How to Encourage Your Team’s Bold Ideas

Are you looking to help your team launch innovative ideas? Then listen up. Your efforts to help them might actually be diminishing their creative brilliance, one “helpful” suggestion at a time. Branding expert Sally Hogshead wrote about this phenomenon when describing how well-meaning people pose the biggest threat to a team’s boldest ideas. Innovative ideas can get pecked apart, one simple “tweak” at a time, says Hogshead. In her early career as a marketing copywriter, Hogshead found that unique ideas weren’t usually rejected outright, but rather, were “pecked apart” as if a flock of ducks had descended onto the conference room table. These “seemingly innocent tweaks gradually remove the unique defining features” of your idea writes Hogshead.

If you’re looking for creativity and innovation, some ideas that your folks bring you will be downright wacky. Completely unworkable. But within that nascent thought, there’s a concept—perhaps just a kernel—that could bring your team a much-needed breakthrough. When first presented with an outlandish idea, adopt a curious mindset. As business consultant Chery Gegelman reminds us, curiosity is just as important as what a leader “knows.” Gegelman, who leads “conversation safari” workshops that bring together people of opposing viewpoints to learn together, writes that leaders who prize curiosity over knowledge, “uncover root causes, solve bigger problems and make a greater difference” in their workplace.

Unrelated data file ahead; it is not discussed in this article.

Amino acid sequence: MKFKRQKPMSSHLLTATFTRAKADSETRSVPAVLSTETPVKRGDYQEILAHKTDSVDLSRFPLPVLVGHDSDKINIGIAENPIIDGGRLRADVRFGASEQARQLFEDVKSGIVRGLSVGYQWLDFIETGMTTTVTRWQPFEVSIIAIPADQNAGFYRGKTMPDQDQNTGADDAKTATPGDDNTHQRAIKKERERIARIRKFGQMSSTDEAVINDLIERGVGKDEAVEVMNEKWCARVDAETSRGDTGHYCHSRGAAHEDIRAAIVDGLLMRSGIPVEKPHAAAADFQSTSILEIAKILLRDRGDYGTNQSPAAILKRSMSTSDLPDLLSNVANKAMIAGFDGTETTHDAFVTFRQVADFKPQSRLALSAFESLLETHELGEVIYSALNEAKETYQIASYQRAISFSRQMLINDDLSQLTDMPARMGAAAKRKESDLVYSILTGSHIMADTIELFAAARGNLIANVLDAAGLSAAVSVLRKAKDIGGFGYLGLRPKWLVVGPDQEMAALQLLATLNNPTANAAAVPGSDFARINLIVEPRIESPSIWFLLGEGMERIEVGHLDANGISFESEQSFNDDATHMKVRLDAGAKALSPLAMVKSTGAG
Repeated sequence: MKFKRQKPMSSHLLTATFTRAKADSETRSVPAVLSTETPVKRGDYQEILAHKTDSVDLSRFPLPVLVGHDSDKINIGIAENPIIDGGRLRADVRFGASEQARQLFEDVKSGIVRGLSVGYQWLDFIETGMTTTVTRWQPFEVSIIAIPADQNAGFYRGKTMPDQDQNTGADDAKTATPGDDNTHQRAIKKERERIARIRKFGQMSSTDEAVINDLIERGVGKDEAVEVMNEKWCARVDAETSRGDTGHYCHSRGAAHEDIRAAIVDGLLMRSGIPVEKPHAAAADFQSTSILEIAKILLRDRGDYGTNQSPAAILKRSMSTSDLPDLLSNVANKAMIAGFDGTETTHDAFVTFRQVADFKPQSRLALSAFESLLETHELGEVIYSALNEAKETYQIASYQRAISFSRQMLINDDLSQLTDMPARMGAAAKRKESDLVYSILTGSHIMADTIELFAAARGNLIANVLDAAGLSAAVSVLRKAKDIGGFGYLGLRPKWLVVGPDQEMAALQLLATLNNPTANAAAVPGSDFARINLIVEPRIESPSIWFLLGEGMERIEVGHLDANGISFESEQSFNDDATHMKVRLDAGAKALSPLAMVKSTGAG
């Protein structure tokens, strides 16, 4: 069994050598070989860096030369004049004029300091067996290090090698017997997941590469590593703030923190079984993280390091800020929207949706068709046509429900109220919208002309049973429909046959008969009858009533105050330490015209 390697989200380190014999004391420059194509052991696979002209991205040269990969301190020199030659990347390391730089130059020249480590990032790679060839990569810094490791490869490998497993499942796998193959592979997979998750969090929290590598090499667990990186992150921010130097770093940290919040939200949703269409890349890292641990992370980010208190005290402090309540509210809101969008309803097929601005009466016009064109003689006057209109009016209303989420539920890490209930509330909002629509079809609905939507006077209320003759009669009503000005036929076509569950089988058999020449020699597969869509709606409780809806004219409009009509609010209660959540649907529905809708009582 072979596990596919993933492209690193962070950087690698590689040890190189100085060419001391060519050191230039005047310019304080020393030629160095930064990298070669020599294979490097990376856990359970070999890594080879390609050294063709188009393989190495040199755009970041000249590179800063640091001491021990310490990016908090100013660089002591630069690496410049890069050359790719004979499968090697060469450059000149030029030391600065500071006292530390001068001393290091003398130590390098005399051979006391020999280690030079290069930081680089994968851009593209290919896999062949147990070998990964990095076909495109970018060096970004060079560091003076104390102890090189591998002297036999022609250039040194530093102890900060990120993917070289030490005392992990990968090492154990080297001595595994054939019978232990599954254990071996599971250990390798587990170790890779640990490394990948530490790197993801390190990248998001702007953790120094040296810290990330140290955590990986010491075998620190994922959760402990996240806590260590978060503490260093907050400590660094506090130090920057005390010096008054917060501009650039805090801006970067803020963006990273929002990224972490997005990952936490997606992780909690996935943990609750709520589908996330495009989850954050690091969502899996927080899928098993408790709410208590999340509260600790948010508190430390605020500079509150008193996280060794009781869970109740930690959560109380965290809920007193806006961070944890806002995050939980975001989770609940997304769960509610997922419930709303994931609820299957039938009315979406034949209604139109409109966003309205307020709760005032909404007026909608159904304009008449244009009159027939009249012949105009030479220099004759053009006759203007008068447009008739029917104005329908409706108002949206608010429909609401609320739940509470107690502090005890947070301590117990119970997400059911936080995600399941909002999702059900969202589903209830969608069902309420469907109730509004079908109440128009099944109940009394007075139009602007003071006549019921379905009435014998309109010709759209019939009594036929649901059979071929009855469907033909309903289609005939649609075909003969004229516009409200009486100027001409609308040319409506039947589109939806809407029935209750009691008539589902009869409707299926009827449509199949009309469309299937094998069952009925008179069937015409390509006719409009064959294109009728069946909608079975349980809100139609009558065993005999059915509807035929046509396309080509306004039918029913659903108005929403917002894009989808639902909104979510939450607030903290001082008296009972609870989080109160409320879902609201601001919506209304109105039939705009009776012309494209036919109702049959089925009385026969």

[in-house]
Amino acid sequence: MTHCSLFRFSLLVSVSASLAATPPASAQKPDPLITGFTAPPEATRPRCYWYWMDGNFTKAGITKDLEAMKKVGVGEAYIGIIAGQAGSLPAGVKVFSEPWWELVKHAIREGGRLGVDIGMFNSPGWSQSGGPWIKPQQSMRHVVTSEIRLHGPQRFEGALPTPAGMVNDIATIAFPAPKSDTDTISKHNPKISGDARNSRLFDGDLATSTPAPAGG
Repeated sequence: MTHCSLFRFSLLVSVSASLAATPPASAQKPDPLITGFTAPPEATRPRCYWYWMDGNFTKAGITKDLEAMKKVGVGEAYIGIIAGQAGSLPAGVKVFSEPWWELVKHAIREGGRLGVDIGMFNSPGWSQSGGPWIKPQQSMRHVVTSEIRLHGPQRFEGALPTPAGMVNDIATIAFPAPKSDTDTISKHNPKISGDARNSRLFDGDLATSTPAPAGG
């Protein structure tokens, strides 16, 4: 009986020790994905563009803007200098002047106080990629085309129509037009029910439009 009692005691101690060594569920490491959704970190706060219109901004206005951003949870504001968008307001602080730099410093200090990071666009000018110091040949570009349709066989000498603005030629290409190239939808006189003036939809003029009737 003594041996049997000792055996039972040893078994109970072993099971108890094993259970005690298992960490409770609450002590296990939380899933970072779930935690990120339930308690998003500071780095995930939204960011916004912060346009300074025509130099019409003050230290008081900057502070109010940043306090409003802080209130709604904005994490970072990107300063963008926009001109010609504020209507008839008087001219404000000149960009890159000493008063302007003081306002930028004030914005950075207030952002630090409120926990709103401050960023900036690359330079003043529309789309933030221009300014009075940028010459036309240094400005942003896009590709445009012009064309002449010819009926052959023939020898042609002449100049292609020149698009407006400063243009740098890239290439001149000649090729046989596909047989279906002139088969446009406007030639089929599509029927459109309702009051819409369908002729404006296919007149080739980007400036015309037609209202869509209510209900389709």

So how can you avoid overzealous tweaking? Here are nine phrases that help move bold ideas along.

  1. That’s a bold idea. What sparked it?
  2. Tell me more.
  3. Wow, your idea has taken me by surprise. Can I think on it overnight and get back to you?
  4. I see a lot of possibility in this idea. What do you think is the next step for evaluating its promise?
  5. This concept has a lot of ideas wrapped into it. One of the strongest is _______. How can we build on that idea to move forward?
  6. Thanks for getting the ball rolling on this idea. Who can help you make this vision to become a reality?
  7. I appreciate that you are really stretching the boundaries with this idea. Where do you think we go from here?
  8. If we were to try this idea, what are the barriers? How can we work through (or prevent) the barriers from happening?
  9. I’d love to learn more! Show me how this could work.

When someone presents you with a big idea, don’t be a big duck and peck it to death in the name of “tweaking” it to play it safe. Instead, get genuinely curious and ask questions that expand the idea’s potential. Even if the idea doesn’t come to fruition, your team will see that you support their innovations and are willing to give them the needed incubation time for an idea’s promise to show itself.

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